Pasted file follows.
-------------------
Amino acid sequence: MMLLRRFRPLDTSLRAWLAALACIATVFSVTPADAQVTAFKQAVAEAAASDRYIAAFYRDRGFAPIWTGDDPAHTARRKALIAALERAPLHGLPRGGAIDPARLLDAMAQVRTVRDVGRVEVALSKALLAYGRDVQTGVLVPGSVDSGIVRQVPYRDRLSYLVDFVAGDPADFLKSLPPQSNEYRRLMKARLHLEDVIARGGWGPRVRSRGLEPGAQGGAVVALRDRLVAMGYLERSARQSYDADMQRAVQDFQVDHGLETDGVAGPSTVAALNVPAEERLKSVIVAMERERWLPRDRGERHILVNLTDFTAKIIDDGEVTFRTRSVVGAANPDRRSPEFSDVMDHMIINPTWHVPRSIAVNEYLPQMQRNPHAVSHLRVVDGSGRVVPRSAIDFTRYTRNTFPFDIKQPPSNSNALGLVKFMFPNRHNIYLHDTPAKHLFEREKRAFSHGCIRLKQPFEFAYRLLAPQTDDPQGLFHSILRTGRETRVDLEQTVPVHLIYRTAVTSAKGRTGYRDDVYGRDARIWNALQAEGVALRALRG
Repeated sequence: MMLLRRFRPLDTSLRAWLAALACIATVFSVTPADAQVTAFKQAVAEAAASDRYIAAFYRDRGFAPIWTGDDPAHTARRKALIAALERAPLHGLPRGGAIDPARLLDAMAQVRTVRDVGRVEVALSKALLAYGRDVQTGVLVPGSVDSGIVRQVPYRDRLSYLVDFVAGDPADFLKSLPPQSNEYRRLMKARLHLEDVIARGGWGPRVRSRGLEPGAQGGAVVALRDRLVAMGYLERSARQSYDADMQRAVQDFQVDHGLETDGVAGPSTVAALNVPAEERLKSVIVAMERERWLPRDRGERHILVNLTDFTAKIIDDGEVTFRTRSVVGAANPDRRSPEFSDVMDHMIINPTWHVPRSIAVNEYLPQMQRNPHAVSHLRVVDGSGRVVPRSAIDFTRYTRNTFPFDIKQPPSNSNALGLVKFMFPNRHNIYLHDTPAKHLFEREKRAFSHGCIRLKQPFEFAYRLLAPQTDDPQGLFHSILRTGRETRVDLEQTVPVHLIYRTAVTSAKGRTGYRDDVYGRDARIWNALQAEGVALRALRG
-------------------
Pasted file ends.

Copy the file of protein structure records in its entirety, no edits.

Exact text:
Amino acid sequence: MMLLRRFRPLDTSLRAWLAALACIATVFSVTPADAQVTAFKQAVAEAAASDRYIAAFYRDRGFAPIWTGDDPAHTARRKALIAALERAPLHGLPRGGAIDPARLLDAMAQVRTVRDVGRVEVALSKALLAYGRDVQTGVLVPGSVDSGIVRQVPYRDRLSYLVDFVAGDPADFLKSLPPQSNEYRRLMKARLHLEDVIARGGWGPRVRSRGLEPGAQGGAVVALRDRLVAMGYLERSARQSYDADMQRAVQDFQVDHGLETDGVAGPSTVAALNVPAEERLKSVIVAMERERWLPRDRGERHILVNLTDFTAKIIDDGEVTFRTRSVVGAANPDRRSPEFSDVMDHMIINPTWHVPRSIAVNEYLPQMQRNPHAVSHLRVVDGSGRVVPRSAIDFTRYTRNTFPFDIKQPPSNSNALGLVKFMFPNRHNIYLHDTPAKHLFEREKRAFSHGCIRLKQPFEFAYRLLAPQTDDPQGLFHSILRTGRETRVDLEQTVPVHLIYRTAVTSAKGRTGYRDDVYGRDARIWNALQAEGVALRALRG
Repeated sequence: MMLLRRFRPLDTSLRAWLAALACIATVFSVTPADAQVTAFKQAVAEAAASDRYIAAFYRDRGFAPIWTGDDPAHTARRKALIAALERAPLHGLPRGGAIDPARLLDAMAQVRTVRDVGRVEVALSKALLAYGRDVQTGVLVPGSVDSGIVRQVPYRDRLSYLVDFVAGDPADFLKSLPPQSNEYRRLMKARLHLEDVIARGGWGPRVRSRGLEPGAQGGAVVALRDRLVAMGYLERSARQSYDADMQRAVQDFQVDHGLETDGVAGPSTVAALNVPAEERLKSVIVAMERERWLPRDRGERHILVNLTDFTAKIIDDGEVTFRTRSVVGAANPDRRSPEFSDVMDHMIINPTWHVPRSIAVNEYLPQMQRNPHAVSHLRVVDGSGRVVPRSAIDFTRYTRNTFPFDIKQPPSNSNALGLVKFMFPNRHNIYLHDTPAKHLFEREKRAFSHGCIRLKQPFEFAYRLLAPQTDDPQGLFHSILRTGRETRVDLEQTVPVHLIYRTAVTSAKGRTGYRDDVYGRDARIWNALQAEGVALRALRG